I lost my first husband 10 years ago, having just retired and looking forward to some relaxing times together, but along came Cancer I nursed him until the end he was at home all the time and I was pleased to have been able to be there and look after him, although I did have help. Then after 18 months I got together with an old friend from our teenage years,. It took a lot of getting used to but we were extremely happy. Mike had also lost his wife, and after much texting e mails and phone calls, he moved in with me and we looked for a place of our own to buy. We were both in our late sixties and after four years we decided to get married. I was 71 and Mike was 72 ( so you never know) .All was fine for a few months the Mike became ill with oesophageal cancer. He had an operation and all was fine for a while until he had a pain in his hip, and eventually we were told it was in the hip muscle and bone. Radiotherapy was tried but last November I lost the most caring lovable man, and to say I’m heartbroken is an understatement. After Christmas I joined some groups locally which helped a lot, not of course the virus has stopped all that making the bereavement process all the more difficult. I’m lucky to live in the country and have a dog which I take for a walk, which helps. I do feel Im coping better as time goes on, but the loneliness at times is awful. This site really does remind us all that we are not alone. Thank goodness for the internet and a Sue Ryders organisation.
Hi Christina 123
I think you are very brave to have gone through this twice. I am only once and cant even imagine doing this again dont think I could take the pain 2 times.
I am in exactly the same boat as you having lost a husband to lymphoma in 2015 after 18years together and my second partner Tom four weeks ago when he was just 35. He’d had problems with alcohol and his heart couldn’t take it anymore. I found your post comforting just knowing there was someone out there with a similar circumstance.
I’m also heartened that you are able to carry on. Going through this twice involves a lot of disbelief. At least on my part and sometimes feels surreal. Anger, sorrow, adrenaline, apathy, loneliness, stillness and resignation have all played their part with me and still are.
Thank you so much for posting. Now I can add “hope” to that list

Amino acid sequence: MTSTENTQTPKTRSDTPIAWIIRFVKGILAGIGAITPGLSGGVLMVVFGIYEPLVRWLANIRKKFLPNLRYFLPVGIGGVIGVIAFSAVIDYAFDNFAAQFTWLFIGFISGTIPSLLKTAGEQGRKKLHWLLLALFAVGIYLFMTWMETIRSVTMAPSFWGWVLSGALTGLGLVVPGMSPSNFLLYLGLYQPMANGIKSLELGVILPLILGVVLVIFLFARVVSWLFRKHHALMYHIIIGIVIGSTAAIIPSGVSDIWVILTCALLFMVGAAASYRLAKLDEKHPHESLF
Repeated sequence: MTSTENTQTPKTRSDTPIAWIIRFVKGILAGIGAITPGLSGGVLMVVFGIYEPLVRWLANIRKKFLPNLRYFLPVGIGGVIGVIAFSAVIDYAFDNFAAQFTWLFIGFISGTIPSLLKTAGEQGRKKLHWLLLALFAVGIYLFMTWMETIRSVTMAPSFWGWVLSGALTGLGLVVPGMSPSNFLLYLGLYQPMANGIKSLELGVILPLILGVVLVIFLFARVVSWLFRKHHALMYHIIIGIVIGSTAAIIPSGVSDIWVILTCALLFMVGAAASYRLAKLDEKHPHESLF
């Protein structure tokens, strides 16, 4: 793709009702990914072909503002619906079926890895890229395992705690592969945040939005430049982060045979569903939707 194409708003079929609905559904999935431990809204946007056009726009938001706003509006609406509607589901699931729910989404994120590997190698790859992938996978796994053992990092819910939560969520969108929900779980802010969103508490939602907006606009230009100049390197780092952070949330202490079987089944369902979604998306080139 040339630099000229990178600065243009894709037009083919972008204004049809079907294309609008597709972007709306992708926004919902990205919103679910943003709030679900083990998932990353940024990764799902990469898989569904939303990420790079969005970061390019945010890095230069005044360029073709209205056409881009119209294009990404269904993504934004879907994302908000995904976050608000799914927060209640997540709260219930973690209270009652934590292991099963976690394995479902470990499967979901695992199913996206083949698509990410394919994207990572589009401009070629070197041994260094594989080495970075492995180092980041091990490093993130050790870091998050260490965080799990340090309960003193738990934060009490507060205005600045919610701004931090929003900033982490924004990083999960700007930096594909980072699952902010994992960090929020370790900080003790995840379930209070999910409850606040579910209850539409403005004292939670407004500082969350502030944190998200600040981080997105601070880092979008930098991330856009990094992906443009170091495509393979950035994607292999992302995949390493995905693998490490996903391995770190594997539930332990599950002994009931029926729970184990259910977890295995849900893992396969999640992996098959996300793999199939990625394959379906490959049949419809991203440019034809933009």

It’s ten months since my loss, but in the beginning I felt so sad and angry. Mike was an active man who cycled and walked the dog also played badminton, wasn’t overweight. I felt so cheated, I remember one time turning the radio up really loud in the car and crying for miles. I had the Celine Dion song Because you loved me, played at his funeral as it was so apt. I’m lucky to have supportive family and friends. I joined a local short mat bowls group that just played for fun and found it helped enormously, I also joined a couple of meet up for tea/ coffee and cake groups which helped a lot. But Covid has put pay to all that. I leave the radio on for the dog but fund it helps me not to come back to a quiet house. There are some really sad things that happen and we all must try and make our lives as happy as we can, but sometimes all Zi want is Mike back all fit and with his lovely smile.
Hello Christina, I too have lost two husbands. My first husband died almost 25 years ago this year. I was on my own with 3 children for 10 years when I met my second husband. We were both widowed and made the most of our lives. He was diagnosed with cancer which eventually spread and he died in January. Both husbands died of cancer and I miss them both so much. The loneliness is so difficult and lockdown on top of that was unbearable. I try to keep busy but nothing is the same and it’s learning to live alone that’s difficult. I am a strong person but these last few months have certainly tested test strength. It’s good to share these experiences
Hello Maureen, Thank you for your reply. I tell myself zi have to get on with my new life and it has got a bit easier but some days I feel so low, especially the weekends for some reason. I’m lucky to be able to drive and Im only half an hour from the coast, so sometimes I go wave watching. This virus is making things so difficult for everyone. We used to go to The Big C at our hospital which helped us both enormously. Mike had counselling and we both had a relaxation class about every fortnight. That has had to stop now and I feel so sorry for the recently diagnosed not to have it there to be with others in the same situation, there different aspects of help was fantastic. I try to get a focus on what I’m doing each day, but try to relax also with the tv, light entertainment or a magazine. I know life will never be as good again as it was with Mike in particular, but I want to try my best as I’m fortunate to have a loving family and good friends. Take care.
Hello Christina, thanks for your reply. Like you I try and keep going out, meeting friends in gardens for coffee and planning a few projects. My husband was called Mike too. My Mike wanted me to live life to the full but unfortunately the virus has made that almost impossible. We must both dig deep to keep positive and work through our grief to come out the other side. Take care x